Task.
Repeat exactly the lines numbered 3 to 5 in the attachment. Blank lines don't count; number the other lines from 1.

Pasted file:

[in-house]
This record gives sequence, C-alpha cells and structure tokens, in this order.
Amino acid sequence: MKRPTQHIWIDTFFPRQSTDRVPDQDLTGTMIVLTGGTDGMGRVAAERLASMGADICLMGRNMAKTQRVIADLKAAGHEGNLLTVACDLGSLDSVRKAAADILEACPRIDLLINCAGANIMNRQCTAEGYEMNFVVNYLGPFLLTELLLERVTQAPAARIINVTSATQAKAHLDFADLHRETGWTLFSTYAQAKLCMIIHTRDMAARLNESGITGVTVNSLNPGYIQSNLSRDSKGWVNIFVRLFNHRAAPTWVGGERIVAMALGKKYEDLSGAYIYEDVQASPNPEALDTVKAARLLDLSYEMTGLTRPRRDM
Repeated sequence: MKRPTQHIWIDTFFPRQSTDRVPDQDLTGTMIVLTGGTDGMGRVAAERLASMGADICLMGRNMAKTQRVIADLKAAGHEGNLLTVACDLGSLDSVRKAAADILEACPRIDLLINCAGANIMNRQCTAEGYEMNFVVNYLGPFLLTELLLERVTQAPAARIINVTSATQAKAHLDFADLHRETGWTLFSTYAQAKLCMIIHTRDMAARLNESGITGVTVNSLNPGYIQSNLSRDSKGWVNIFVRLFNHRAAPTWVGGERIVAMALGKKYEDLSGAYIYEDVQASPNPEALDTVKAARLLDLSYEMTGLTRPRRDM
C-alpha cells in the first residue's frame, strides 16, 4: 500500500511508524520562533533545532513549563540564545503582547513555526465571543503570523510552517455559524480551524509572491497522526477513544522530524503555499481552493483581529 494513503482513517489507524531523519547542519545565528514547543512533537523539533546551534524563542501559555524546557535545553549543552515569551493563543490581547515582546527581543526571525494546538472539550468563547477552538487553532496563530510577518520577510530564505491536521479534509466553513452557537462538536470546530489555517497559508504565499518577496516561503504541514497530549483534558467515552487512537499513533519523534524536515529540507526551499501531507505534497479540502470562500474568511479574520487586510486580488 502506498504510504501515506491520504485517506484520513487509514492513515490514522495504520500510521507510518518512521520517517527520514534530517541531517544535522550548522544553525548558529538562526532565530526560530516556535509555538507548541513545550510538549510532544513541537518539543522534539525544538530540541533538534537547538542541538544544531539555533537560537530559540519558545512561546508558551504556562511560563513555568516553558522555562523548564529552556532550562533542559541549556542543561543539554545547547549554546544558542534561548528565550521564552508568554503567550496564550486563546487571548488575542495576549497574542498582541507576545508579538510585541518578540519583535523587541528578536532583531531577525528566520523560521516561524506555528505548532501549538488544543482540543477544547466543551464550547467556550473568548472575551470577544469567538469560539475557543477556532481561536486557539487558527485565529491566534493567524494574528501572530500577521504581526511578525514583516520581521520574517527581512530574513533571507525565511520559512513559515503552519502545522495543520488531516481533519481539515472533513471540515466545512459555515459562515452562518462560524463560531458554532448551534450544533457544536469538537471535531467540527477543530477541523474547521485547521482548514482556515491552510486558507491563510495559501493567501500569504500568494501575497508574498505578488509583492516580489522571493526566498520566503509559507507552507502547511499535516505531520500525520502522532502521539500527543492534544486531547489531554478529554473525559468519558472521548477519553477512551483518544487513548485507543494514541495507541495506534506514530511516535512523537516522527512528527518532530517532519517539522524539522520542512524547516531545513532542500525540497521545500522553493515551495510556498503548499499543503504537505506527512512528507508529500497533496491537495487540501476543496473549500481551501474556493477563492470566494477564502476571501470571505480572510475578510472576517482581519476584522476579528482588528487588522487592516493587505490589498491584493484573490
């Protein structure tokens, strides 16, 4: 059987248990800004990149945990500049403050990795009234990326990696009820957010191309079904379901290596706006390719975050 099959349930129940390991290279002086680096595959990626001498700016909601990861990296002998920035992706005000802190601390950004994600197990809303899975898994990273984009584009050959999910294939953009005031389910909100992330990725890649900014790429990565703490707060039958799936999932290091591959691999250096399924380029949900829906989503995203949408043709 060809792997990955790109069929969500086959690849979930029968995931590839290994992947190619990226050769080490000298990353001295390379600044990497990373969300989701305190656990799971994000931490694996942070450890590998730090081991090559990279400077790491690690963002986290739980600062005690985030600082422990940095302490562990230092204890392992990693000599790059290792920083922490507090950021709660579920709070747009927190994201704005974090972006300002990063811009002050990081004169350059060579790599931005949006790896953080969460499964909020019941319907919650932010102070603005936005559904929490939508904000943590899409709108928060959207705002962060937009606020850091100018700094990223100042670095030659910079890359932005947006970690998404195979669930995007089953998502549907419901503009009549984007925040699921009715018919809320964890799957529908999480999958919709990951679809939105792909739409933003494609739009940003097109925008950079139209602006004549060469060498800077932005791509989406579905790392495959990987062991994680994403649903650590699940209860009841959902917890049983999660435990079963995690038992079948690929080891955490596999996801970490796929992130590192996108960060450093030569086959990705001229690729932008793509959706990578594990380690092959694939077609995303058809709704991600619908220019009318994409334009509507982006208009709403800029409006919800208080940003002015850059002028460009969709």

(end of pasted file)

Amino acid sequence: MKRPTQHIWIDTFFPRQSTDRVPDQDLTGTMIVLTGGTDGMGRVAAERLASMGADICLMGRNMAKTQRVIADLKAAGHEGNLLTVACDLGSLDSVRKAAADILEACPRIDLLINCAGANIMNRQCTAEGYEMNFVVNYLGPFLLTELLLERVTQAPAARIINVTSATQAKAHLDFADLHRETGWTLFSTYAQAKLCMIIHTRDMAARLNESGITGVTVNSLNPGYIQSNLSRDSKGWVNIFVRLFNHRAAPTWVGGERIVAMALGKKYEDLSGAYIYEDVQASPNPEALDTVKAARLLDLSYEMTGLTRPRRDM
Repeated sequence: MKRPTQHIWIDTFFPRQSTDRVPDQDLTGTMIVLTGGTDGMGRVAAERLASMGADICLMGRNMAKTQRVIADLKAAGHEGNLLTVACDLGSLDSVRKAAADILEACPRIDLLINCAGANIMNRQCTAEGYEMNFVVNYLGPFLLTELLLERVTQAPAARIINVTSATQAKAHLDFADLHRETGWTLFSTYAQAKLCMIIHTRDMAARLNESGITGVTVNSLNPGYIQSNLSRDSKGWVNIFVRLFNHRAAPTWVGGERIVAMALGKKYEDLSGAYIYEDVQASPNPEALDTVKAARLLDLSYEMTGLTRPRRDM
C-alpha cells in the first residue's frame, strides 16, 4: 500500500511508524520562533533545532513549563540564545503582547513555526465571543503570523510552517455559524480551524509572491497522526477513544522530524503555499481552493483581529 494513503482513517489507524531523519547542519545565528514547543512533537523539533546551534524563542501559555524546557535545553549543552515569551493563543490581547515582546527581543526571525494546538472539550468563547477552538487553532496563530510577518520577510530564505491536521479534509466553513452557537462538536470546530489555517497559508504565499518577496516561503504541514497530549483534558467515552487512537499513533519523534524536515529540507526551499501531507505534497479540502470562500474568511479574520487586510486580488 502506498504510504501515506491520504485517506484520513487509514492513515490514522495504520500510521507510518518512521520517517527520514534530517541531517544535522550548522544553525548558529538562526532565530526560530516556535509555538507548541513545550510538549510532544513541537518539543522534539525544538530540541533538534537547538542541538544544531539555533537560537530559540519558545512561546508558551504556562511560563513555568516553558522555562523548564529552556532550562533542559541549556542543561543539554545547547549554546544558542534561548528565550521564552508568554503567550496564550486563546487571548488575542495576549497574542498582541507576545508579538510585541518578540519583535523587541528578536532583531531577525528566520523560521516561524506555528505548532501549538488544543482540543477544547466543551464550547467556550473568548472575551470577544469567538469560539475557543477556532481561536486557539487558527485565529491566534493567524494574528501572530500577521504581526511578525514583516520581521520574517527581512530574513533571507525565511520559512513559515503552519502545522495543520488531516481533519481539515472533513471540515466545512459555515459562515452562518462560524463560531458554532448551534450544533457544536469538537471535531467540527477543530477541523474547521485547521482548514482556515491552510486558507491563510495559501493567501500569504500568494501575497508574498505578488509583492516580489522571493526566498520566503509559507507552507502547511499535516505531520500525520502522532502521539500527543492534544486531547489531554478529554473525559468519558472521548477519553477512551483518544487513548485507543494514541495507541495506534506514530511516535512523537516522527512528527518532530517532519517539522524539522520542512524547516531545513532542500525540497521545500522553493515551495510556498503548499499543503504537505506527512512528507508529500497533496491537495487540501476543496473549500481551501474556493477563492470566494477564502476571501470571505480572510475578510472576517482581519476584522476579528482588528487588522487592516493587505490589498491584493484573490